Christian Zionist leaders are not shy about using a little muscle when it comes to playing hardball politics and have sometimes interfered in the peace process.  In January 1998, for example, Israeli Prime Minister Benjamin Netan-yahu embarked on a diplomatic mission to the United States to visit President Bill Clinton and Secretary of State Madeleine Albright.  The Clinton administration intended to press Netanyahu to pursue a “credible withdrawal” of Israeli Defense Forces from the West Bank, to offer the Palestinian Authority some degree of limited autonomy, and to make greater efforts to comply with the Oslo accords.  After Netanyahu’s initial meeting with Albright, despite her statement to the media that the meeting went “extremely well,” it was clear that Netanyahu would not budge on any of these issues.  Yet President Clinton’s frustration turned to outrage when, before meeting with him, Netanyahu attended a rally in Washington on Monday, January 19, of the Christian Zionist group Voices United for Israel, then held a private meeting with Jerry Falwell, Morris Chapman and Richard Lee (of the Southern Baptist Convention), and John Hagee (a San Antonio megachurch pastor).  The purpose of both the rally and the closed-door meeting was, according to a New York Times report, to encourage Netanyahu to “oppose steps to give up any more land to the Palestinians.”  Falwell (who was, at the time, disseminating a video implicating President Clinton in the death of Vince Foster) made it clear to the prime minister that he could mobilize a substantial Republican voting bloc, the Christian Zionists, to counter any political fallout that might occur as a result of Netanyahu’s refusal to negotiate.  “There are about 200,000 evangelical pastors in America,” said Falwell, “and we’re asking them all through e-mail, faxes, letters, telephone, to go into their pulpits and use their influence in support of the state of Israel and the prime minister.”  The rally, cosponsored by Pat Robertson’s and Ralph Reed’s Christian Coalition and the National Religious Broadcasters, circumvented the peace process and sent a clear message to American evangelicals that only “liberals” (such as Bill Clinton) think that Israel should make land concessions in the quest for peace.  Adding to this, President Clinton, after concluding his failed talks with Netanyahu, went on The Newshour With Jim Lehrer that very evening, as the Monica Lewinsky scandal was breaking, to deny that “there is a sexual relationship” and to describe his time with Netanyahu as “difficult.”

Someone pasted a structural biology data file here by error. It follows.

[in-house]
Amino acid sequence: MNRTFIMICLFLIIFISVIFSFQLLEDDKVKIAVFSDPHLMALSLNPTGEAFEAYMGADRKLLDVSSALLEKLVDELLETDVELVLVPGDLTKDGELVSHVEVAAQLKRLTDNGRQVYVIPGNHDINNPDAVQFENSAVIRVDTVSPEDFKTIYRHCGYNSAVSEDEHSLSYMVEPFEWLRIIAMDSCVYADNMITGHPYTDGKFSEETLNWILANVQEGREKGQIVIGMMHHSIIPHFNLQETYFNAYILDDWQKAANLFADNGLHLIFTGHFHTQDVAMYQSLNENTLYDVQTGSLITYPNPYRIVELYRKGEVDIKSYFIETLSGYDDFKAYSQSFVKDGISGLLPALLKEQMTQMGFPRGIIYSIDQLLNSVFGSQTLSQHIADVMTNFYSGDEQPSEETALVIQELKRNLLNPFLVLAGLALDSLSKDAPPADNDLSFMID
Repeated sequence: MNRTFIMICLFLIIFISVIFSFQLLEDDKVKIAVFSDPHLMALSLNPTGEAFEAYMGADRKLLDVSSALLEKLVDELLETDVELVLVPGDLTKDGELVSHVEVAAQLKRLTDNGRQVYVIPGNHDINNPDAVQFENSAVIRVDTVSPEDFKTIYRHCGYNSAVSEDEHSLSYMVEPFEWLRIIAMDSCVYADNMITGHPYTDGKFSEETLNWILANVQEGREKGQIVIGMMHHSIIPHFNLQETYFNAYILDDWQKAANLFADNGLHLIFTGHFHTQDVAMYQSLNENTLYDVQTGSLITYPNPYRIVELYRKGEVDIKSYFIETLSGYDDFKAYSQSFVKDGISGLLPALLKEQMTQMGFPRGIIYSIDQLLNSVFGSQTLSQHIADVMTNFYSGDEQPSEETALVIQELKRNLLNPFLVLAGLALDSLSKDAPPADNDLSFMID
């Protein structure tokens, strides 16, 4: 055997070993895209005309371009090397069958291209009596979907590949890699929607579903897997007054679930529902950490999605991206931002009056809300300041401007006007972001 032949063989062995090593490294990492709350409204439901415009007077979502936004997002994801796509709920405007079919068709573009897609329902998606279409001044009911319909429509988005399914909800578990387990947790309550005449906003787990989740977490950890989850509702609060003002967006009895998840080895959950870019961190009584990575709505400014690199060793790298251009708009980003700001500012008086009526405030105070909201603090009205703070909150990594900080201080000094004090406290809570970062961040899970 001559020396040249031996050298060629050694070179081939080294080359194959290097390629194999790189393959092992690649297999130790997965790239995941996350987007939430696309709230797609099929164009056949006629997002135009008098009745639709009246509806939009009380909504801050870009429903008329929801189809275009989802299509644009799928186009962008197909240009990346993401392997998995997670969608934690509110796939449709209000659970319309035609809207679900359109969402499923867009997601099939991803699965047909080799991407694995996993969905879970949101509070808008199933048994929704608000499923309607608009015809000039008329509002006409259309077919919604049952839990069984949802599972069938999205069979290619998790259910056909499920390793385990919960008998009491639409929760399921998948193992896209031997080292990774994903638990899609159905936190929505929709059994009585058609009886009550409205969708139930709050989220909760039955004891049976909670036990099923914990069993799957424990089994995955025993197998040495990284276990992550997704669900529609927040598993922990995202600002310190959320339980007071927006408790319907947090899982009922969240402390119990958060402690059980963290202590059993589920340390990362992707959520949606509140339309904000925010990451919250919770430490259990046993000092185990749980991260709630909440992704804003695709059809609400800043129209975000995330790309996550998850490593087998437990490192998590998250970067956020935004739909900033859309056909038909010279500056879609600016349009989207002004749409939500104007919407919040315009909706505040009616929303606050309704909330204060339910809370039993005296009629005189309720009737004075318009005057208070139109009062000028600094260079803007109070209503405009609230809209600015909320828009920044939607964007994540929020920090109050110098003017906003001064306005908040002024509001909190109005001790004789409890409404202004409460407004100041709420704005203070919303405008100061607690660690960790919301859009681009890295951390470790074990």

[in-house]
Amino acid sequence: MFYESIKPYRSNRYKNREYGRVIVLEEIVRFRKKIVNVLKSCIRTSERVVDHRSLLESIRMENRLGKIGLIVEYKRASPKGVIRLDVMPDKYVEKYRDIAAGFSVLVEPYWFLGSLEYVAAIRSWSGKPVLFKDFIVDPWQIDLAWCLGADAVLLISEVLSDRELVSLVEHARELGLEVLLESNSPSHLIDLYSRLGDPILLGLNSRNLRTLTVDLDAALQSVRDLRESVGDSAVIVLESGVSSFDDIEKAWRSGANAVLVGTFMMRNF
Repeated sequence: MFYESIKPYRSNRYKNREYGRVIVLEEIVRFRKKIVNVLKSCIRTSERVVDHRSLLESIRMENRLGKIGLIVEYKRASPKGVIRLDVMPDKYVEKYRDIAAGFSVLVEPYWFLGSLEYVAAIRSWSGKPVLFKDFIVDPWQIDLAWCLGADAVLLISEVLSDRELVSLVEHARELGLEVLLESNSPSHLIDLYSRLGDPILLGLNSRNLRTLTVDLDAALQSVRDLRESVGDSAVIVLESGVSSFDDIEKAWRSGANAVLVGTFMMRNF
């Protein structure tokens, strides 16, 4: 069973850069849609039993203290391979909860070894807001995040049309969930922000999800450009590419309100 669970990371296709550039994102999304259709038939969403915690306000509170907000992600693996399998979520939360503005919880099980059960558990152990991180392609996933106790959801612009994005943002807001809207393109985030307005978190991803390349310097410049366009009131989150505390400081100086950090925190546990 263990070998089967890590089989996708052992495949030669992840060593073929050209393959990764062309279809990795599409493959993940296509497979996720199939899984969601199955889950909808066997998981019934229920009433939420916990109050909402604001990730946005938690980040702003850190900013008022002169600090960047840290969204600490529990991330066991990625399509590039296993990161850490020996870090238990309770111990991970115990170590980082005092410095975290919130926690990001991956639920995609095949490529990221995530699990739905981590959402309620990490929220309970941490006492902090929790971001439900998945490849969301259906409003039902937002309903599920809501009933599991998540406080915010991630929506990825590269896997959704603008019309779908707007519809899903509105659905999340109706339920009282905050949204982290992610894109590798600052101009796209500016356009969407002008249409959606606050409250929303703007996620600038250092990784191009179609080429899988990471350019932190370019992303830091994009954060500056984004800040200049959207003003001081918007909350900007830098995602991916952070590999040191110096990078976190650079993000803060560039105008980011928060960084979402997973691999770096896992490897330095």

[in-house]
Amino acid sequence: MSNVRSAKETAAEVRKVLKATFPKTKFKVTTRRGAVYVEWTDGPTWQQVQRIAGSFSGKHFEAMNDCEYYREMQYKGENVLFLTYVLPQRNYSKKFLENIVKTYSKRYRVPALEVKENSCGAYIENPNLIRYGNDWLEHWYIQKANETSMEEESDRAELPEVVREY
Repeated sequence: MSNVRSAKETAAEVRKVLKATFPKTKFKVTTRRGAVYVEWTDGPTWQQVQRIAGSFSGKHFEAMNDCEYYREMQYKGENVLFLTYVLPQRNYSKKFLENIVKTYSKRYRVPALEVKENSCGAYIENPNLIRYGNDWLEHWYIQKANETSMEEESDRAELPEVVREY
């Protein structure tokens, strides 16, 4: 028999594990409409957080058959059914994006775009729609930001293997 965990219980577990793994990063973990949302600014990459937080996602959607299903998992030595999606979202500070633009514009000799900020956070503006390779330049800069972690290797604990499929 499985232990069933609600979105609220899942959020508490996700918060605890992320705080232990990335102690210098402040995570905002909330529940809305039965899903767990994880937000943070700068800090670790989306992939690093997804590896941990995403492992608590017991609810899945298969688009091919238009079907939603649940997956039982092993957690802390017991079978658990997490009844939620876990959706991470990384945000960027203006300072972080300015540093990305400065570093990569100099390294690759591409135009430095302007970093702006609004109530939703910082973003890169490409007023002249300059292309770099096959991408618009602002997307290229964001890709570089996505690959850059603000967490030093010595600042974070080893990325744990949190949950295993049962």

The Republican Party, so heavily influenced by the neoconservatives, is happy to cultivate the dispensationalist evangelicals, both through promises of promoting their “moral values” and through tough talk about “terrorists”—where terrorist is often a synonym for Palestinian.  A strange and perverse symbiosis exists between many politicians, who promise the moon to evangelicals, and popular evangelical leaders, who are so eager for access to the corridors of power that they are willing to compromise again and again on those “moral values” issues (“gay marriage,” abortion, euthanasia) in order to stay in the loop.